That doesn't mean it's legal, just that the laws aren't being enforced.
 
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ThoracicGuy

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Nope, that's not how things work.

If my state made murder legal tomorrow, I couldn't go out and kill someone because there are federal laws against it.

Same thing applies here. The only reason marijuana laws aren't being used to jail thousands of people in those states where it's legal is because the DOJ has said they won't go after them if it's legal at the state level.

That doesn't mean it's legal, just that the laws aren't being enforced.

But, but, but muh weeeed!
 
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I'm not fighting against pot. I'm saying even if you live in a state where it is nominally legal *on a state level* you still live in a country where it isn't. And even if it's legal, employers can - and do - still discriminate. Hell, in 21 states, it's still legal to fire - or not hire - someone for smoking tobacco - which is fully legal everywhere in the US.

(Cleveland Clinic for example will test people for nicotine metabolites before onboarding. If you test positive for cotinine, they rescind your appointment. Even for residents and fellows.)

Do they (Cleveland clinic) really rescind the appt without any further evaluation? I thought it was a probationary step that made you have to get retested and negative before starting.

Granted the timing of nicotine metabolites is days and they are very upfront about it, having interviewed there for residency long ago.
 
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Raryn

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Do they (Cleveland clinic) really rescind the appt without any further evaluation? I thought it was a probationary step that made you have to get retested and negative before starting.

Granted the timing of nicotine metabolites is days and they are very upfront about it, having interviewed there for residency long ago.
Yes.

Beginning September 1, 2007, appointments that have been offered to prospective residents and fellows who test positive will be rescinded. Individuals who test positive will receive a referral to a tobacco cessation program paid for by Cleveland Clinic. Those individuals testing positive who test negative after 90 days may be reconsidered for appointment at the discretion of the program director should the residency position remain vacant

So your appointment is rescinded but the PD may, at their discretion, reaccept you 3 months later if you've been clean. You can imagine that most programs will be trying to find someone to replace you before those 3 months are up.
 
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It is terrible that you lost your residency spot like that over something that most reasonable people know is not a big deal. Because they didn't honor elements of their contract such as an appeal, you may want to get a lawyer to see if they can do something for you,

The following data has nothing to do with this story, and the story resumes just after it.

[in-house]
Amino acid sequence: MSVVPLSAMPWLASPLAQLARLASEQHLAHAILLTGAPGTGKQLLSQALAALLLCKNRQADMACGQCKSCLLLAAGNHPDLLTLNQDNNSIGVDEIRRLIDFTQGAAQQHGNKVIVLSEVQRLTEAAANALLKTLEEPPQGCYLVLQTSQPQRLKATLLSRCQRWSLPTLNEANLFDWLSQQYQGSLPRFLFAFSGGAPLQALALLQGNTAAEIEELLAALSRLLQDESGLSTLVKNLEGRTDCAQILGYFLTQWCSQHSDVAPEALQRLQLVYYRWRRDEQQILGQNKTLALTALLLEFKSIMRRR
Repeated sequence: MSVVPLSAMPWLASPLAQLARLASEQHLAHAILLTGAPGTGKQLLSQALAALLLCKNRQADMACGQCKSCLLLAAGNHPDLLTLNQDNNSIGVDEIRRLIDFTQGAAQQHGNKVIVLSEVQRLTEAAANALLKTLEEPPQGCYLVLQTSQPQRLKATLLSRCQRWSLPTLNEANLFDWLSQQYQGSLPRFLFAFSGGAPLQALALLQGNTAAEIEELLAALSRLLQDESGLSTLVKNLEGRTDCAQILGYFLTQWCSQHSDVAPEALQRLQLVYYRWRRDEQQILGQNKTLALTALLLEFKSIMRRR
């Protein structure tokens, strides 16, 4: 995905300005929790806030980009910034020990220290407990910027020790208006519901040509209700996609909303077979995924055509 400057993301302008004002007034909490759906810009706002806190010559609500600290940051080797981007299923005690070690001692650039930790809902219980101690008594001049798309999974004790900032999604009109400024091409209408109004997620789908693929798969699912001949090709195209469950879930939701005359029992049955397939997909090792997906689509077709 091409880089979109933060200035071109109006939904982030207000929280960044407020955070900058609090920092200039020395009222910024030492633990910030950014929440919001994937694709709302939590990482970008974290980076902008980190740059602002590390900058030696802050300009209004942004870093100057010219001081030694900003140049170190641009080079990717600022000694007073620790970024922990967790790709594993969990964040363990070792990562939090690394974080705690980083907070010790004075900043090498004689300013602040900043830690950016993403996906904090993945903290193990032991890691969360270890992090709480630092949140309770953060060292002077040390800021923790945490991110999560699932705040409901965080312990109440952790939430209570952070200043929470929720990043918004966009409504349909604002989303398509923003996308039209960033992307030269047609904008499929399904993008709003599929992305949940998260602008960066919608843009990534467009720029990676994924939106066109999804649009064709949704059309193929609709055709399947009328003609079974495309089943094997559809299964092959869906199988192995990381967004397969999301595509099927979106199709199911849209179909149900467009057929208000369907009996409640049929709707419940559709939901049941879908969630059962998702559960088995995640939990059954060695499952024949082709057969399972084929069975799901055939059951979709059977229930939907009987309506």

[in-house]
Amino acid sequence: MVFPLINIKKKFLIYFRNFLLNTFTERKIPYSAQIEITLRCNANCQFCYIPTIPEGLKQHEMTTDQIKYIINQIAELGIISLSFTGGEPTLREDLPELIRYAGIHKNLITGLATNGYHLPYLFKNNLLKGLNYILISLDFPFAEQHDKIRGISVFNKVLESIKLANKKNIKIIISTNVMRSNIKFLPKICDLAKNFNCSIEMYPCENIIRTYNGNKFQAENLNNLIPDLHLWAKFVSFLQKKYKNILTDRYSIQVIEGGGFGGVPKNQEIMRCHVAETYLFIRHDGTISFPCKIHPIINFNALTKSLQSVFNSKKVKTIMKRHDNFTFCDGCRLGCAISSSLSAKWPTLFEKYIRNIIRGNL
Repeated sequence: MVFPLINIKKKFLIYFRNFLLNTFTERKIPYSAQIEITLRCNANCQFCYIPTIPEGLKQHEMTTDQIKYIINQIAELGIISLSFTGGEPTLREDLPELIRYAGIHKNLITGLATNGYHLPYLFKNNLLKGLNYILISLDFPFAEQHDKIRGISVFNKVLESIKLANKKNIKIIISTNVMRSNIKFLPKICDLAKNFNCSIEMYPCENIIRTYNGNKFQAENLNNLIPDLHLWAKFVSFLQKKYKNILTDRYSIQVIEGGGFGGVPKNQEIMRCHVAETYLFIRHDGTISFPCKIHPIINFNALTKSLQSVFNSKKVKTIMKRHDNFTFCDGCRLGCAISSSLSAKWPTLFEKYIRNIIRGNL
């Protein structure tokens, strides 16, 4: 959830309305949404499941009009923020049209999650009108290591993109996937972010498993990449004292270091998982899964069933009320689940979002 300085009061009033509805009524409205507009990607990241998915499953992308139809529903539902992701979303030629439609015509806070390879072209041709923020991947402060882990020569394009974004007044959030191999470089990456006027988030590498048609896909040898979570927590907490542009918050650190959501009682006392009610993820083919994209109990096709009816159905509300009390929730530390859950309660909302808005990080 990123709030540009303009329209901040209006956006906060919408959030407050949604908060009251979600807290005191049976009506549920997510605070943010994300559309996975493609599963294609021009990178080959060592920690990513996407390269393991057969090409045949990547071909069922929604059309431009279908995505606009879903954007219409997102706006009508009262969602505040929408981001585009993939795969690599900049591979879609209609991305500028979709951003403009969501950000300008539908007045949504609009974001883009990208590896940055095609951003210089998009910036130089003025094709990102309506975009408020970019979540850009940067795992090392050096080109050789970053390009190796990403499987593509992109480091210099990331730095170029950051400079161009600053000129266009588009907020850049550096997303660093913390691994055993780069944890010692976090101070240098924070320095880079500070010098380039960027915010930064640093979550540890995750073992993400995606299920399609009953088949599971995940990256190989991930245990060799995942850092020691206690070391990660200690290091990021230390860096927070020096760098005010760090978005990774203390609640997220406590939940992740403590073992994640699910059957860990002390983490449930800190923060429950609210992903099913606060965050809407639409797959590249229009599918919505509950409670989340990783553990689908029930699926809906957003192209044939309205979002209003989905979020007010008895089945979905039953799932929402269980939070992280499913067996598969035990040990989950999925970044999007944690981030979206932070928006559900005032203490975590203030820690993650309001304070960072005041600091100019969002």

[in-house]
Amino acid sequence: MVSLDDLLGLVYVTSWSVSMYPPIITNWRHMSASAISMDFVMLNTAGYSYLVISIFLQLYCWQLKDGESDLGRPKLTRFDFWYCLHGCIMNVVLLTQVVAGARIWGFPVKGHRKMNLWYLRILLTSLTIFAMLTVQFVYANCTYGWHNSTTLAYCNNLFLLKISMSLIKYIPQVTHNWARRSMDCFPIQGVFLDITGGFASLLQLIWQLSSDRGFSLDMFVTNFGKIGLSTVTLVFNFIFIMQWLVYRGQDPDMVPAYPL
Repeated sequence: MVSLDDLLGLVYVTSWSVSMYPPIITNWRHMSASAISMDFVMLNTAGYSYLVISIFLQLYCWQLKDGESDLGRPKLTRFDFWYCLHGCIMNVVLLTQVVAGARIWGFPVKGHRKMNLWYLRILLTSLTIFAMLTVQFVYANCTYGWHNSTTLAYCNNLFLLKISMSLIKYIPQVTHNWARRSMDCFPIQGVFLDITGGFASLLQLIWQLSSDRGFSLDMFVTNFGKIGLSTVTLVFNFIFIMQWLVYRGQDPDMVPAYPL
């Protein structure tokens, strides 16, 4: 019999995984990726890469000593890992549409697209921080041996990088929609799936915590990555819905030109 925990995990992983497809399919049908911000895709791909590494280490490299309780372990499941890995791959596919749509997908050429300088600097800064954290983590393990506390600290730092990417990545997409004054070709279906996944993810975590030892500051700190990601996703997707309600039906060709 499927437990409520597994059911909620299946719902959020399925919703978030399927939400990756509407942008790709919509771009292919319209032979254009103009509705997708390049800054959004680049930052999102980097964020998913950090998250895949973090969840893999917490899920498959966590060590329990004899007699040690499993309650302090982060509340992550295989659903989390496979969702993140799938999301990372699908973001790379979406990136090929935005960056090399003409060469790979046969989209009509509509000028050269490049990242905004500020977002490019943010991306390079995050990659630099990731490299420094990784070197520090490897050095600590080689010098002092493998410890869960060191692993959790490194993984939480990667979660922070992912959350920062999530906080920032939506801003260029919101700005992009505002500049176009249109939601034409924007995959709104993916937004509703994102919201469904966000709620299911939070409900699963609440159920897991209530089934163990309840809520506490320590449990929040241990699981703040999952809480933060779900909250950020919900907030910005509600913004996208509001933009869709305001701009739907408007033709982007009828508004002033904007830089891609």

For future reference, if you know something like this is going to happen like they try to trick you from urine to hair test, you should flat out refuse to do the test. Do NOT allow them to have the evidence they try to find. Instead, you refuse and you hire a lawyer who can argue for things like privacy rights and what not. By the time this all gets resolved, chances are they will not be able to detect it on you or will have given up because of the threat of a lawsuit
 

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It is terrible that you lost your residency spot like that over something that most reasonable people know is not a big deal. Because they didn't honor elements of their contract such as an appeal, you may want to get a lawyer to see if they can do something for you,

For future reference, if you know something like this is going to happen like they try to trick you from urine to hair test, you should flat out refuse to do the test. Do NOT allow them to have the evidence they try to find. Instead, you refuse and you hire a lawyer who can argue for things like privacy rights and what not. By the time this all gets resolved, chances are they will not be able to detect it on you or will have given up because of the threat of a lawsuit

How do you know they won't fire you on the spot for refusal? Do you have expertise in this?
 
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Dr.LeoSpaceman

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For future reference, if you know something like this is going to happen like they try to trick you from urine to hair test, you should flat out refuse to do the test. Do NOT allow them to have the evidence they try to find.

You can always count on these threads to contain stupid advice.

My contract contained specific language that said all trainees would be required to complete pre-employment testing. Consequence for refusal was clearly stated to be revocation of the offer.